"I want you to use the Retin A on your forehead every day."
I stared back at my dermatologist and tried to decipher just what she was saying. She's equal parts clinical and personal, and I like her not just for her flawless skin which gives me hope.
"Oh. Yes, well, the forehead isn't really the problem, it's my eyes."
She arched one perfectly drawn brow in response.
"Yes, actually I've seen a plastic surgeon about it. My eyelids are so heavy that unconsciously I am raising my eyebrows in order to lift them off of my lashes. That's what is causing the wrinkles."
"It's significant enough that I think your insurance might cover it. You should check with your optometrist."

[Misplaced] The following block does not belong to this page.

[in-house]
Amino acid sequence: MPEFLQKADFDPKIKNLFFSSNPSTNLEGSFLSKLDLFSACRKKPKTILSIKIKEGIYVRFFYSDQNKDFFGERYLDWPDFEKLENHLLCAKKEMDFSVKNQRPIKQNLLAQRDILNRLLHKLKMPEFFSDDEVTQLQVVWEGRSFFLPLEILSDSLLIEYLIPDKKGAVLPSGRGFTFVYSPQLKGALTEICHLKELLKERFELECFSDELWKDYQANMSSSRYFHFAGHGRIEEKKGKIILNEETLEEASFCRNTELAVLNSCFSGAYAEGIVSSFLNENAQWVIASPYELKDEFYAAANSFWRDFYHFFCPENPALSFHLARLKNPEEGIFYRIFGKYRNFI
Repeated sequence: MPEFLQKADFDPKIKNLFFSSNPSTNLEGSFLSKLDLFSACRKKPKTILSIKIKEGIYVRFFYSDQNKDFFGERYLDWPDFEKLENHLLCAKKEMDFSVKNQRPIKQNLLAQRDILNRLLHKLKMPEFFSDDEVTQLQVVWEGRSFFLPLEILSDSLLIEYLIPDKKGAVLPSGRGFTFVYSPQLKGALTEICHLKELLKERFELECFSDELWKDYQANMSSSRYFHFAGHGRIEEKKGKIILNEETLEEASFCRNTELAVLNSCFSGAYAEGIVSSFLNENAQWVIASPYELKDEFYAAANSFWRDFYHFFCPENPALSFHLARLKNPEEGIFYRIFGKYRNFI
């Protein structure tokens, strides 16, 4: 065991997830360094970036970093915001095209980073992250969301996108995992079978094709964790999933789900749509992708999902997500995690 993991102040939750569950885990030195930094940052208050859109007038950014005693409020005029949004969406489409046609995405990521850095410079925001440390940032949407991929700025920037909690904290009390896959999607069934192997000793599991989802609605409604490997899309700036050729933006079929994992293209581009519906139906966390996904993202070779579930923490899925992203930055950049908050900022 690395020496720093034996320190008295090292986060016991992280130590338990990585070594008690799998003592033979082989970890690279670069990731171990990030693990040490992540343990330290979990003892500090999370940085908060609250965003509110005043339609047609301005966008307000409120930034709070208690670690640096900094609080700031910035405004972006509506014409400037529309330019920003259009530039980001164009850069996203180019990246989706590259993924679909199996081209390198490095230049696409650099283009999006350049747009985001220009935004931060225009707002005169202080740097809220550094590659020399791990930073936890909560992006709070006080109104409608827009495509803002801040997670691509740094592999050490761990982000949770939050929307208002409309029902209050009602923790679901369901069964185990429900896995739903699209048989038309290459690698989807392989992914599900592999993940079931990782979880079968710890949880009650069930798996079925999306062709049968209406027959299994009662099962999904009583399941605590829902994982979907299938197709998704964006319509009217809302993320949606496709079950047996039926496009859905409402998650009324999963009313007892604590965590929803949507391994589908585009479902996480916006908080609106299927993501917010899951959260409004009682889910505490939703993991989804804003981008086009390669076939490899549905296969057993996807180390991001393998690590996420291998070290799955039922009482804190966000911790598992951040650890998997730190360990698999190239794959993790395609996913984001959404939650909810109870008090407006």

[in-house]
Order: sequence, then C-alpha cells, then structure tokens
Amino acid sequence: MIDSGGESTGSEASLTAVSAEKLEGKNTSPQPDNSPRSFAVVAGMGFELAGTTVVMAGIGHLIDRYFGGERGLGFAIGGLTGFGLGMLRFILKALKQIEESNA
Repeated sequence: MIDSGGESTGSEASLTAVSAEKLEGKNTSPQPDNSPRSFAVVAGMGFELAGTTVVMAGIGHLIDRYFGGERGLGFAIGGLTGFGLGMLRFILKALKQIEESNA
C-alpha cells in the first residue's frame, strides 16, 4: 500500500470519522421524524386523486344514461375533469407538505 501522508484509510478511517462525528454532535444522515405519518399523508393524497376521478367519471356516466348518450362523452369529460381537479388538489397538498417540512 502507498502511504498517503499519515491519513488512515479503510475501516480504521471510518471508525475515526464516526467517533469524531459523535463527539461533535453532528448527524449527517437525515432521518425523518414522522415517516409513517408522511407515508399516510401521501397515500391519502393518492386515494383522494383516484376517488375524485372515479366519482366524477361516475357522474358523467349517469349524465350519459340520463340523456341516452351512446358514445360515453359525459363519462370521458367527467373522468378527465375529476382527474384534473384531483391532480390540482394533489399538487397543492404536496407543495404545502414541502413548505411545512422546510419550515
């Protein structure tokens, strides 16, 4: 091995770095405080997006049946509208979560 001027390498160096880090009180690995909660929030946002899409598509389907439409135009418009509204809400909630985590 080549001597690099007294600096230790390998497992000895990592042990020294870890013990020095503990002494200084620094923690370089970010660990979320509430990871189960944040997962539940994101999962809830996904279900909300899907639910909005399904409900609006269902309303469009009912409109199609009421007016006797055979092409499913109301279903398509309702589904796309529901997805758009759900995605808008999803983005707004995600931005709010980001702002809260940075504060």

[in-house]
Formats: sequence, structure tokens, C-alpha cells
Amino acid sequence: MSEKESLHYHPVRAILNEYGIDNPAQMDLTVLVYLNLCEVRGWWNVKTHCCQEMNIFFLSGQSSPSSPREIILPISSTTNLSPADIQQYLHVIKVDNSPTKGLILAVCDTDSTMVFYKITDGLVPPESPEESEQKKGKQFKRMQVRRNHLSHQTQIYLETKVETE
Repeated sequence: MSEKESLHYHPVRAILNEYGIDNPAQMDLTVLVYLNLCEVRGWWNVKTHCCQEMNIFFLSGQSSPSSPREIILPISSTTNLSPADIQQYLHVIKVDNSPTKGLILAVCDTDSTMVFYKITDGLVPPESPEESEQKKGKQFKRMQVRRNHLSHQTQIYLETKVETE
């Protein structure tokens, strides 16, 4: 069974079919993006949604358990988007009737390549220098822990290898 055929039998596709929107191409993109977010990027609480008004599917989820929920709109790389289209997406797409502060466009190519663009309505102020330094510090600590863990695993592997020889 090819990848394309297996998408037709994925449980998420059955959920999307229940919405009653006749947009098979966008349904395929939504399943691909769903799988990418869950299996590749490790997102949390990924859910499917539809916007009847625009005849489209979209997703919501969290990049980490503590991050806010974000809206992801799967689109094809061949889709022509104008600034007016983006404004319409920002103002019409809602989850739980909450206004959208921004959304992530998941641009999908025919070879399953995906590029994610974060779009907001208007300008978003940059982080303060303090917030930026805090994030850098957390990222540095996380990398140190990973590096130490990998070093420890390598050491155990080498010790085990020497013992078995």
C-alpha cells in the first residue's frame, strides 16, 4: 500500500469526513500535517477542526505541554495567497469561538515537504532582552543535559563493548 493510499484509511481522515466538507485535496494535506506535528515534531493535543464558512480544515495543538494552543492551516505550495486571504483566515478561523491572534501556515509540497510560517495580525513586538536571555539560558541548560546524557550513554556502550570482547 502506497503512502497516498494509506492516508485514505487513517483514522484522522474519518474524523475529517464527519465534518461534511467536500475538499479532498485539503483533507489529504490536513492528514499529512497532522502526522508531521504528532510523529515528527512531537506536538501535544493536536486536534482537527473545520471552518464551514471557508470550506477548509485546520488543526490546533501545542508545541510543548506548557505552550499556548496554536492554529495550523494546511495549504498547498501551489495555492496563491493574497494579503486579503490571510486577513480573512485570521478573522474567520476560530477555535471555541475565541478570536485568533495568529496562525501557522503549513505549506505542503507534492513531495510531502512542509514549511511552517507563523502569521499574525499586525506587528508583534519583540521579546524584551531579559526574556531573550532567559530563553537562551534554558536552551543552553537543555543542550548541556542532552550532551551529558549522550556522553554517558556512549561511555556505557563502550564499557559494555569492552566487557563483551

Cut to a clandestine meeting in a neighborhood coffee shop where a friend said, "She could be right. I think you should make an appointment." Neither woman said the word, "bad" as in "bad enough to be covered by insurance as your eyelids have dropped to the point that they are impeding your peripheral vision." But that is the case.
It's not a surprise, really. If you saw my father's eyelids you would see where this is headed. Still, as I stood in the kitchen and explained the stitches and the bruising to Bill he said, "Please don't do it." I just can't tell what would take more courage; the scalpel and the slice or the slow slide.
Living elegantly with a little wear was Princess Claude Ruspoli in, yes, Paris. She was quite fond of antique fabrics, the patina of which adds to the allure of her apartment overlooking the Seine. Architectural Digest, International Interiors, 1979; photography Pascal Hinous.